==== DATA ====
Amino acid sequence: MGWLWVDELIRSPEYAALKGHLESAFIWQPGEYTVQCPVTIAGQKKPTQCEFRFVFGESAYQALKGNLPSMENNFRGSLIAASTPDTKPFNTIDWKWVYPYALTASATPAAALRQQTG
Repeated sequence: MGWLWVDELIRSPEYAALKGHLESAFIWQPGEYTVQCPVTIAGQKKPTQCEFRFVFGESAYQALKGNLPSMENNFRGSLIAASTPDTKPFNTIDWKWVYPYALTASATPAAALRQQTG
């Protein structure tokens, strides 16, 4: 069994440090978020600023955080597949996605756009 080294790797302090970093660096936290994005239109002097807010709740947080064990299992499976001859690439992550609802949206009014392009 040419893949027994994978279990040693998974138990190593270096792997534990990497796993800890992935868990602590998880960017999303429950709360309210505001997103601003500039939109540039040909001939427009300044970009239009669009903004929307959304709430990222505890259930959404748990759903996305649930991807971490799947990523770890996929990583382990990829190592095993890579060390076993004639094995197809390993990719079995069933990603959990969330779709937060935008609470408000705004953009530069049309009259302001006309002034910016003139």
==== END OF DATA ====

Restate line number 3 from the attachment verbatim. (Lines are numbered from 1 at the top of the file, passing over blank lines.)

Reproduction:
């Protein structure tokens, strides 16, 4: 069994440090978020600023955080597949996605756009 080294790797302090970093660096936290994005239109002097807010709740947080064990299992499976001859690439992550609802949206009014392009 040419893949027994994978279990040693998974138990190593270096792997534990990497796993800890992935868990602590998880960017999303429950709360309210505001997103601003500039939109540039040909001939427009300044970009239009669009903004929307959304709430990222505890259930959404748990759903996305649930991807971490799947990523770890996929990583382990990829190592095993890579060390076993004639094995197809390993990719079995069933990603959990969330779709937060935008609470408000705004953009530069049309009259302001006309002034910016003139």